25. 25. icarda.org 25 • The yard could be constructed using locally available materials with full participation of the community • Site for collecting yard construction has to be selected by all members of the community 3. Collection of information
  26. 26. icarda.org 26 3. Collection of information Recruitment of enumerators and data coder • Selected by the community • Enumerators need to have good conduct approved by the community, honest and committed to serve the community • Enumerators take responsibility of animal identification, data collection and technical follow-up of the breeding program • They served as bridge connecting the researchers and the community • Routine (daily) monitoring and follow up flock required • They are permanent employee in south
  27. 27. icarda.org 27 4. Estimation of breeding value 5. Selection and mating Ranking animals • The challenge to find the best animals as parents for the next generation • We have observations on the phenotypes of the animals, but the phenotype is not only determined by the genetic potential, but also by environmental influences • In order to rank the animals according to their genetic merit we need to find a way to quantify • We only estimate genetic potential = Estimated Breeding Value (EBV) • The EBV is expressed relative to the average animal in a population
  28. 28. icarda.org 28 Ranking animals (simple to complex method can be used) Own performance • The most basic way is to rank the animals according to their phenotype • This method is also called Mass Selection • Important prerequisite is that own performances are available 4. Estimation of breeding value 5. Selection and mating
  29. 29. icarda.org 29 Animal model • Important when the phenotype for some reason is not available for all animals • phenotypic information collected on related animals and use that for estimating breeding values for animals without phenotypes • Important prerequisite is that the pedigree recording of the animals is accurate • Even if the own phenotype is available it still has added value to mass selection because it can make use of the additional information on performance of related animals 4. Estimation of breeding value 5. Selection and mating
  30. 30. icarda.org 30 Genomic selection • Involves making use of the estimated association between many SNP’s (genetic marker) and the phenotype to estimate the breeding value of animals without phenotype • This is particularly useful in case of: • Phenotypes that are very difficult or expensive to measure • You want to estimate the breeding value of very young animals, before they can produce a phenotype • Sex limited traits 4. Estimation of breeding value 5. Selection and mating
  31. 31. icarda.org 31 Records Records on relatives 30% 60% 90% Genomic 100% Visual Random 0% Performance test Progeny test BLUP analyses Sophistication of selection system Selectionaccuracy
  32. 32. icarda.org 32 Adjusting for known environment variation • Phenotypes of animals may be systematically influenced by • Management of farmers, Birth season, Sex of animal, Type of birth, Dam parity and so on • For a fair comparison of animals based on their phenotypes it is important to be aware of these systematic influences and to take them into account when defining the phenotypic superiority of an animal • For example, if lamb born as single on average are 2 kg heavier than lambs born as twin, then correction for effect would involve subtracting 2 kg from the weight of each lamb born as single, so that single and twin lambs can be compared directly on their weight 4. Estimation of breeding value 5. Selection and mating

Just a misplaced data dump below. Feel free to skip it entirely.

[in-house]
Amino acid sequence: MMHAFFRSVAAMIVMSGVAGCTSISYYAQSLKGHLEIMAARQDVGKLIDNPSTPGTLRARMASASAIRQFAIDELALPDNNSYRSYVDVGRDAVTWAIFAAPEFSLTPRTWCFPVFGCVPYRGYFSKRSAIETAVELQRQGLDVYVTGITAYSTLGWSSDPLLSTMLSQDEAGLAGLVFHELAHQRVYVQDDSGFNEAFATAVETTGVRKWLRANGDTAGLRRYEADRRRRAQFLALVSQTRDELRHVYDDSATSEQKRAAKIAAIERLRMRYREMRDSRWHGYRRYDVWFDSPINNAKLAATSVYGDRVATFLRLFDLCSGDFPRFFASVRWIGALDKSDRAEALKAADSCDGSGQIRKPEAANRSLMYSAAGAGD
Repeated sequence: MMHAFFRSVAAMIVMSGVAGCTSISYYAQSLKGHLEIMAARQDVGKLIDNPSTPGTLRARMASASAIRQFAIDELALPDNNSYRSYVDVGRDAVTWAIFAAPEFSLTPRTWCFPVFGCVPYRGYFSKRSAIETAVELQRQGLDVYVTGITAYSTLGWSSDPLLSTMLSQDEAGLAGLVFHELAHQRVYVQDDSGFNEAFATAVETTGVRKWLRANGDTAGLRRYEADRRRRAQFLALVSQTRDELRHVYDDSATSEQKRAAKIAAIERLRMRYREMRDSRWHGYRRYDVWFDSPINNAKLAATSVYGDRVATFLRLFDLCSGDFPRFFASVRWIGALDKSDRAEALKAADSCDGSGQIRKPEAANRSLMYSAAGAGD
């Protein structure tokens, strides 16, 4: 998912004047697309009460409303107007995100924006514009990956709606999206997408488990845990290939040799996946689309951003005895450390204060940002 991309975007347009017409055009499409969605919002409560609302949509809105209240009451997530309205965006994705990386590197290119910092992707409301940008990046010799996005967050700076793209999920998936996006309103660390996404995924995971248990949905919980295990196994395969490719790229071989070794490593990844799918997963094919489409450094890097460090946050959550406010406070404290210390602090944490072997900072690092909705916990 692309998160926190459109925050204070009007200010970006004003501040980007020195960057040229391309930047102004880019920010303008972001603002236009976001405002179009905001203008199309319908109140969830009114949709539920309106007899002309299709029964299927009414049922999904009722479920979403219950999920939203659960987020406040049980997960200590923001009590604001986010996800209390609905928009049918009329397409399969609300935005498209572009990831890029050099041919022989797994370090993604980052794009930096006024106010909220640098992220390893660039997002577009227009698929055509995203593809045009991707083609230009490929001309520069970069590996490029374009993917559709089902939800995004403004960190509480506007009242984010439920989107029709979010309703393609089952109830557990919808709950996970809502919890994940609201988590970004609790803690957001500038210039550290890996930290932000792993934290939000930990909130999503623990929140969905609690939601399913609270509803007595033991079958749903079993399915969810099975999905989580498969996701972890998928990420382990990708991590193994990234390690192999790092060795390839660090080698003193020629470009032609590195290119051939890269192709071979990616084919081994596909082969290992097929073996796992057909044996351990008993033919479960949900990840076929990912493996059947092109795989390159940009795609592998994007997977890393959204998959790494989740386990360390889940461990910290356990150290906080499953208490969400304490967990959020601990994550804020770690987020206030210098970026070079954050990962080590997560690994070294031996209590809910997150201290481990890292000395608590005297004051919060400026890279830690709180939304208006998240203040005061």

33. 33. icarda.org 33 Selection • Best animals need to be selected and maintained within the community • Designing appropriate time of selection and age of the animal at selection depending on the breed and market situation is crucial • Selecting buck lambs immediately before major festivals (New Year, Christmas, Ester, Ed-Al-Adha) are recommended 4. Estimation of breeding value 5. Selection and mating
  34. 34. icarda.org 34 4. Estimation of breeding value 5. Selection and mating • Selection can be undertaken at different stages • For example, the first stage could involve culling of animals with undesirable phenotypic characteristics (e.g. tail type, coat color, horns, conformation, and general appearance) and clearly observable and genetic defects (e.g. testicle deformation)
  35. 35. icarda.org 35 Community involvement in sire selection • The community has to be actively involved in the selection process so that the ram ranking closely match their (own valuations) goals and desires • Candidate sires should be ranked based on estimated breeding value and then farmers need to make final selection considering their own phenotypic assessment • This helps to build trust, confidence and a sense of ownership among the beneficiary community 4. Estimation of breeding value 5. Selection and mating
  36. 36. icarda.org 36 4. Estimation of breeding value 5. Selection and mating Animal Show • Animal show is an event where animals are exhibited and judged on certain phenotypical breed traits • Animal exhibitions or shows could be linked with the ram selection events • Importance of selection appreciated by the community • Helps to establish market linkage • Best animals and best breeders could be awarded to create healthy competition among members of the community • Best breeders would also be selected considering their animal management skill and collaboration in data collection • Judging should be done through a participatory process